Much as it pains me to say it, we have short memories when it comes to cricket.
The return for a brief period of time in the mid-2000s to Ashes cricket becoming competitive again restored our faith in the contest. Sadly, the tables are very much turned in England’s favour, and they seem to dominate now much as we did through the 90s and most of the last decade.
So what happens? Besides bemoaning the state of Australian cricket, wondering where the next batsman with solid technique is going to come from and getting in a tangle about DRS and the impact it has had on Watson, we have also got stuck into England.
Sure, their time wasting techniques are blatant and frustrating and the South African influence a pain, but aren’t they really just as bad as we were when we were on top?
I agree with much of the article on these pages in recent days that listed ten things we hated about the English Team and would probably add an eleventh, that their team are good and are beating us.
When we were on top, let’s look at the things we did, and what other teams around the world, not just England, probably hated about us.
We also appealed madly for nearly every Warne delivery that vaguely hit the pad or was close to a bat-pad catch when we were looking for a 5th day win. Warne looked shocked and amazed when any appeal went against him.
Matthew Hayden would cross himself after every century but was one of the most vocal, nasty, in-your-face sledgers the game has known. He once walked up to an English player and told him he wasn’t worthy to be on the same field as the Aussie team.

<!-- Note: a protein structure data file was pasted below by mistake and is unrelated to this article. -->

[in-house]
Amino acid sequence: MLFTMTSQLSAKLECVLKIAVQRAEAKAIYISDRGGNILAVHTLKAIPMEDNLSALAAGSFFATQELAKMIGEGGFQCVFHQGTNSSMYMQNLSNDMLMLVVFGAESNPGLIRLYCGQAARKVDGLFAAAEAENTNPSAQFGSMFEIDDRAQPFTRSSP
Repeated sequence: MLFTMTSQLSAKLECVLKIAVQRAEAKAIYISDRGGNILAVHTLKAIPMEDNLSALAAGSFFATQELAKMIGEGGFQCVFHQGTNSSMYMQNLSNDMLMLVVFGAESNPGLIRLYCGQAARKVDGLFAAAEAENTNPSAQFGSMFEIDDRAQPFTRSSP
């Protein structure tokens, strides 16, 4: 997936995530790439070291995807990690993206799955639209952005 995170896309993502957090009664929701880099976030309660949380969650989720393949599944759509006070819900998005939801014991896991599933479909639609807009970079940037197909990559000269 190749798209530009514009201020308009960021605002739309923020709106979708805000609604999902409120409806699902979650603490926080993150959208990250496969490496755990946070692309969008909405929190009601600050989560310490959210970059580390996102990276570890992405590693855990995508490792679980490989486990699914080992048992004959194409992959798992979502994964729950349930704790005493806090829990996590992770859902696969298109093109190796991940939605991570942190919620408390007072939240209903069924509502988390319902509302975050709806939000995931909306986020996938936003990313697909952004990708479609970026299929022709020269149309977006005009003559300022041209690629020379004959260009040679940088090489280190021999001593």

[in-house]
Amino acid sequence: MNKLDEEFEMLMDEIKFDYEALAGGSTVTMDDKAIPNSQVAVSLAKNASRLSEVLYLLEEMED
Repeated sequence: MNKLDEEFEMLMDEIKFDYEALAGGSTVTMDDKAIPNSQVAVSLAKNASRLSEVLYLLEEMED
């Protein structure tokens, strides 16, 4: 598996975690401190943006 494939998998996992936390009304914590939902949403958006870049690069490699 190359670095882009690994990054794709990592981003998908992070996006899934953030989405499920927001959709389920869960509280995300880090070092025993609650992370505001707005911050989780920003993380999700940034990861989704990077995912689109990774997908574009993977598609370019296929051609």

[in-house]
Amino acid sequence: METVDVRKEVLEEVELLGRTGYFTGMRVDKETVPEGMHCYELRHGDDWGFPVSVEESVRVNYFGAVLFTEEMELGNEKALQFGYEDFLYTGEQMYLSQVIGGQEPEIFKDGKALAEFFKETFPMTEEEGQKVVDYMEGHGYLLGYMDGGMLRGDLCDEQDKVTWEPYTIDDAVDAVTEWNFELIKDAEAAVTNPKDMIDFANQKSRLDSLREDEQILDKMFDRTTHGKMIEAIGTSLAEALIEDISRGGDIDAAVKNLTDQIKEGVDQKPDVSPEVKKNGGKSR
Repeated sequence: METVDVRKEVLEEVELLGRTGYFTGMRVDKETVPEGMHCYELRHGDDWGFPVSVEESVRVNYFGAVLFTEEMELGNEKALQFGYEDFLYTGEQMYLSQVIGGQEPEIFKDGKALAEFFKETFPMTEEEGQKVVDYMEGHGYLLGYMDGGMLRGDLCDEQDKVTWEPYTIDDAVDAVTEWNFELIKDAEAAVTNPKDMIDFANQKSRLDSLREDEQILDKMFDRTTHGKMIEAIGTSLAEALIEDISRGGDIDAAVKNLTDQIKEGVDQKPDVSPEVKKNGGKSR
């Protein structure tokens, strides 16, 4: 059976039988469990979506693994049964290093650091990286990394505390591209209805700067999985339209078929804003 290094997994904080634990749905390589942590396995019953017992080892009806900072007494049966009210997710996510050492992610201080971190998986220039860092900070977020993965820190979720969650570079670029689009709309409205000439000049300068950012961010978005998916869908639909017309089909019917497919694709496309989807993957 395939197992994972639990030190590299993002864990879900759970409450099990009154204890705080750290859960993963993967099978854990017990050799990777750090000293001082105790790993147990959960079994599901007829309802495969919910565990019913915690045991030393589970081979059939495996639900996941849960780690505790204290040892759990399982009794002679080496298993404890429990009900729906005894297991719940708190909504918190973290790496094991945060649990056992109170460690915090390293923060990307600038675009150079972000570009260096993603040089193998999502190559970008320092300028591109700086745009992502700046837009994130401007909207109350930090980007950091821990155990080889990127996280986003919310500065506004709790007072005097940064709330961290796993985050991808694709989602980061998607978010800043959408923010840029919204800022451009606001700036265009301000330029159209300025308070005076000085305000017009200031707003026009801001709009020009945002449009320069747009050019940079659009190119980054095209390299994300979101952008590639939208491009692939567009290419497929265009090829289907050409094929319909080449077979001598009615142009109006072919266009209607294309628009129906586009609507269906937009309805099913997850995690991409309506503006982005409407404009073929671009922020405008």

McGrath also was full of advice to every batsman who found him hard to play and was the subject of two of the finest come backs ever from batsmen who abused, once from Lara when he showed he could dish it out but not cop it back.
Brett Lee carried on like a pork chop with high kicks and chainsaw celebration every time he dismissed a tailender.
Andrew Symonds and Shane Warne both conducted celebrations on the MCG that went slightly over the top.
Basically, we played with an arrogance that came from success and brilliant once in a generation talent and went at it hard on the field.
We are getting stuck into KP, Swann and Broad, but aren’t we really just copping our own back after years of being on top? If these guys were losing to us we probably wouldn’t give a fat rat’s clacker about how Swann wore his shirt or how often Broad changed his boots.
I hate the fact that the Poms use substitute fielders and give their bowlers a rest in flagrant disregard of the rules. Broad’s time wasting techniques are blatant and arrogant. Cook’s captaincy is safe and boring.
But maybe what we hate is the fact that they are better than us, and they are loving it. Look at Atherton and Hussein in the commentary box. McGrath dismissed Atherton about 16 times, and Warne was as dismissive of Hussein as he was of Bell and Cullinan. They are living their poor Ashes careers through this current English team.
The Barmy Army used to be a pleasant group of eccentric sunburn victims who were here to contribute to the local beer sales. Now, we cringe and can’t stand their songs.
It took the Poms until Vaughan took over to get some steel. His refusal to offer Ponting help when felled at the start of the 2005 series was reminiscent of Border not being friendly on field with Gower and Botham in 1989. Importantly, both those acts followed years of being in the wilderness for both teams.
When we were kings, we’d sometimes look at an English player and pay him what we thought was the ultimate compliment, that he was like an Aussie and we’d have him on our side. Gough was one example, maybe Angus Fraser at a pinch, but those posh and pathetic singlet wearing Poms like Caddick, Giles and Mullally, not to mention Hick? Forget them.
Now, Prior, Swann, Anderson and Broad play hard, don’t walk, sledge and laugh at us.
Remind you of anyone?